NH Curriculum Frameworks Professional Development NH Projects NH Department of Education Office of Educational Technology About Us  
Home  
MATHEMATICS Introduction  How this framework is organized  Rationale  Societal Goals  How students learn mathematics  References  Matrix
This view of learning, called constructivism, is the premise upon which the reform movement in mathematics education is based. When students learn mathematics by doing mathematics, by exploring and discussing concepts in the context of physical situations, what emerges from these experiences are skills which are anchored in understanding and clarity. The students not only know the basic procedures, but also know how to apply them to new situations. Research supports the fact that students learn best by experiencing mathematics and thereby constructing understanding for themselves. Research also indicates that mathematics education will best serve societal needs when the curriculum is so conceptually focused. The attitudes students form influence their thinking and performance, and, later, influence their decisions about studying mathematics. Students are active individuals who construct, modify, and integrate ideas by interacting with materials, the world around them, and their peers. Thus, the learning of mathematics must be an active process: exploring, justifying, representing, solving, constructing, discussing, using, investigating, describing, developing, and predicting. These actions require both the physical and mental involvement of students both hands on and minds on. Such a curriculum has the following characteristics:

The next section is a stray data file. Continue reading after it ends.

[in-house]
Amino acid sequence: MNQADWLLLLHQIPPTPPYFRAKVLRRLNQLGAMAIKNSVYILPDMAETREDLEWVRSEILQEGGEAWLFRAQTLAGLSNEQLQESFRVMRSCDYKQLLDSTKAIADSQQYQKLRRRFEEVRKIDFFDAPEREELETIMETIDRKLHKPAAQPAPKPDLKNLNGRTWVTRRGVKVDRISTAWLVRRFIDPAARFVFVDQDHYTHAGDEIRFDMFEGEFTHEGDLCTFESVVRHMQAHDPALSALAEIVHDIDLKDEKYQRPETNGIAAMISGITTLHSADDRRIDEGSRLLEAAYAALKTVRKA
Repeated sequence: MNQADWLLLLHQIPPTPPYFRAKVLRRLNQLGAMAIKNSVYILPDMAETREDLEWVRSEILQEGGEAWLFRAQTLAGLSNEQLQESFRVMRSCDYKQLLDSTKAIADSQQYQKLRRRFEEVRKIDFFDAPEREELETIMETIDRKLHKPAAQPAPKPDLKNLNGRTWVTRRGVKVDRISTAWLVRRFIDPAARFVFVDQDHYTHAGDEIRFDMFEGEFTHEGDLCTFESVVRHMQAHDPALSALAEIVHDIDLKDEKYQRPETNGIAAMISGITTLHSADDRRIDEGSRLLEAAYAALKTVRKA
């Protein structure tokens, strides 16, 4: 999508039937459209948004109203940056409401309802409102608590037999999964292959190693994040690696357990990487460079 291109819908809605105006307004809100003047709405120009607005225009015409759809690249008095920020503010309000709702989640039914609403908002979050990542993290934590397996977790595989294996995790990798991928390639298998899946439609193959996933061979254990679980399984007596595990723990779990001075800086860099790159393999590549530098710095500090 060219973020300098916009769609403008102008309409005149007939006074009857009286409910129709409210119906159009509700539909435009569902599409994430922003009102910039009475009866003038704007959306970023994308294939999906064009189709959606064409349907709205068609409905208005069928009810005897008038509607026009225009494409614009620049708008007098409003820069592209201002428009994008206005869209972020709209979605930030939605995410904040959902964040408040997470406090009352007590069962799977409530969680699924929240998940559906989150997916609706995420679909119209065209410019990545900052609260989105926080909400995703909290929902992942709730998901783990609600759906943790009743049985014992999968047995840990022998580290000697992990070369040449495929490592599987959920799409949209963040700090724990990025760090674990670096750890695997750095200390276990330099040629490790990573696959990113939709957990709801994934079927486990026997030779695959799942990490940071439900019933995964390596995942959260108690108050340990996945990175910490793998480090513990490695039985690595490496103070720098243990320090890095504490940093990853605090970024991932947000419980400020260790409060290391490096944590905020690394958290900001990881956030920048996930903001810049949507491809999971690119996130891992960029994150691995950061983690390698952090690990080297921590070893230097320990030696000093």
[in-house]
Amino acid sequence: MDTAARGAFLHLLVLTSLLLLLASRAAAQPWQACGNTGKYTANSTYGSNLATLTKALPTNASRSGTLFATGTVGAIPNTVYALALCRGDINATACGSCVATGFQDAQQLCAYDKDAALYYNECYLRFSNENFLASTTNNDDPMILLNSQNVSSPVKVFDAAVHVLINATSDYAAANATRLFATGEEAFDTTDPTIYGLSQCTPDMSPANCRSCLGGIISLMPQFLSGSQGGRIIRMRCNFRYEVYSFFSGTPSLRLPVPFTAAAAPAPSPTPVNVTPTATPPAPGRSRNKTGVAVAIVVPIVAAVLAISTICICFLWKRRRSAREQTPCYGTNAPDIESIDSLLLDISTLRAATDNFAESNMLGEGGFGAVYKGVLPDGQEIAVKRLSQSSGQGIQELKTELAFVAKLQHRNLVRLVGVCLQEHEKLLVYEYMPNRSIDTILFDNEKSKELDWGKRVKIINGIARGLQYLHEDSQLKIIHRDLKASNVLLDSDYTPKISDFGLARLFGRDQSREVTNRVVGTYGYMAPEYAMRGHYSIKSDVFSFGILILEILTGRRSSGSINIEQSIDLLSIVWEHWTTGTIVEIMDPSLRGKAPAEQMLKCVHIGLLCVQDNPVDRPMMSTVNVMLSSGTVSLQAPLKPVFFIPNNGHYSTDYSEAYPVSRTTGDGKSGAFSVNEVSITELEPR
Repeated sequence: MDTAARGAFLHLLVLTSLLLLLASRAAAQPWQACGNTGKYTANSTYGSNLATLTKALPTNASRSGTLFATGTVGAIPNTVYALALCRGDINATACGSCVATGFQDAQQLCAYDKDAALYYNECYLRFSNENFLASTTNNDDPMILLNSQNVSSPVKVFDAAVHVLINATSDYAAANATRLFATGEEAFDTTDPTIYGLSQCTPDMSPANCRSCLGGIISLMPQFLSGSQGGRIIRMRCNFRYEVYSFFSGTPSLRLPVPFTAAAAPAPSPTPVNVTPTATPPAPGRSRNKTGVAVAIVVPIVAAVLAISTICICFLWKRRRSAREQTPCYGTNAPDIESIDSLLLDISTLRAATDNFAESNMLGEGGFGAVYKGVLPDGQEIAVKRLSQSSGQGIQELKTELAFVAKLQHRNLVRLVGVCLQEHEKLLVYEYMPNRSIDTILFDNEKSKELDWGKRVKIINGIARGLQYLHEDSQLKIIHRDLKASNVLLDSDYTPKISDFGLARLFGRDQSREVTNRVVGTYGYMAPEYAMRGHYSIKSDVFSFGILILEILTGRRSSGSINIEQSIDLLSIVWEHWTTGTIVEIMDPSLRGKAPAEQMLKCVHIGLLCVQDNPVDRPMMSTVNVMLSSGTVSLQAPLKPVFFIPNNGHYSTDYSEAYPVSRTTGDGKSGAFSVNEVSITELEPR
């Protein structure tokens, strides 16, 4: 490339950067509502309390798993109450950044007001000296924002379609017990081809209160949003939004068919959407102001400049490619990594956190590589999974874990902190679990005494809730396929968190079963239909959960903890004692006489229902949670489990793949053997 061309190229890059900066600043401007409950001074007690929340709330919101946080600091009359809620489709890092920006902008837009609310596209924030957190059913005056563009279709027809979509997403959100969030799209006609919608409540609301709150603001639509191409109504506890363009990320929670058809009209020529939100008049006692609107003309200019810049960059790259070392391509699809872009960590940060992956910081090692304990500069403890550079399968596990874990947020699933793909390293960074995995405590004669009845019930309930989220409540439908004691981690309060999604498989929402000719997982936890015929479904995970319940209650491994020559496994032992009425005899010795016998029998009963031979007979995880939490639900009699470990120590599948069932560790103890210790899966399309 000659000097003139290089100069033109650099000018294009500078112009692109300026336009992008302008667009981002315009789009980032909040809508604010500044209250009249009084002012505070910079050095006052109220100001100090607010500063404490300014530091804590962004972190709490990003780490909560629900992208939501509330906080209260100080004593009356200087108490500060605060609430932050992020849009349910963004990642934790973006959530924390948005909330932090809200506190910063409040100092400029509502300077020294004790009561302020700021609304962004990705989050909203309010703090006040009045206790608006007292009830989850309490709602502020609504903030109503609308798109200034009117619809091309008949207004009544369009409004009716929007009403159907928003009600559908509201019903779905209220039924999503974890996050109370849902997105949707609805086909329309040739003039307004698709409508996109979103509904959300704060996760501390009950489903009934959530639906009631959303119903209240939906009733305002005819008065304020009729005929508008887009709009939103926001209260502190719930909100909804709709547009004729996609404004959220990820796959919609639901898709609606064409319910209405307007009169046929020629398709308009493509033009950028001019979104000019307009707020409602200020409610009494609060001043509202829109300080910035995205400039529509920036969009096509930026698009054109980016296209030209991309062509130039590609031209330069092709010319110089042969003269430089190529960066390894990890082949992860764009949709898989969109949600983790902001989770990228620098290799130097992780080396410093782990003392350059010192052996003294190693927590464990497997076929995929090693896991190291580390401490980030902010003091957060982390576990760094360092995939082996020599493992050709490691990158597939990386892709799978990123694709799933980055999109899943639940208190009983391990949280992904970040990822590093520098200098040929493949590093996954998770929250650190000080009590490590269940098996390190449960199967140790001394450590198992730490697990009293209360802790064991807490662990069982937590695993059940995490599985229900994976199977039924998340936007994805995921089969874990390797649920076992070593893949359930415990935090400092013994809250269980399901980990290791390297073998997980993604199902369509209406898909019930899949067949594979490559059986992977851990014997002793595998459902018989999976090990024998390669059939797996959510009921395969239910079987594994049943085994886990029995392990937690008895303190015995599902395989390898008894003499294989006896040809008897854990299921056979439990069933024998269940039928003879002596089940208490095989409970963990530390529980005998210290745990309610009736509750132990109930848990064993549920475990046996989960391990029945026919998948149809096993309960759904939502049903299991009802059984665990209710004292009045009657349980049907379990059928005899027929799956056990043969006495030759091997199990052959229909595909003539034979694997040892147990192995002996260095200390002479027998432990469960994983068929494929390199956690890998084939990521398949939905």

NHEON is a collaborative project between the New Hampshire Department of Education and educators all across the state.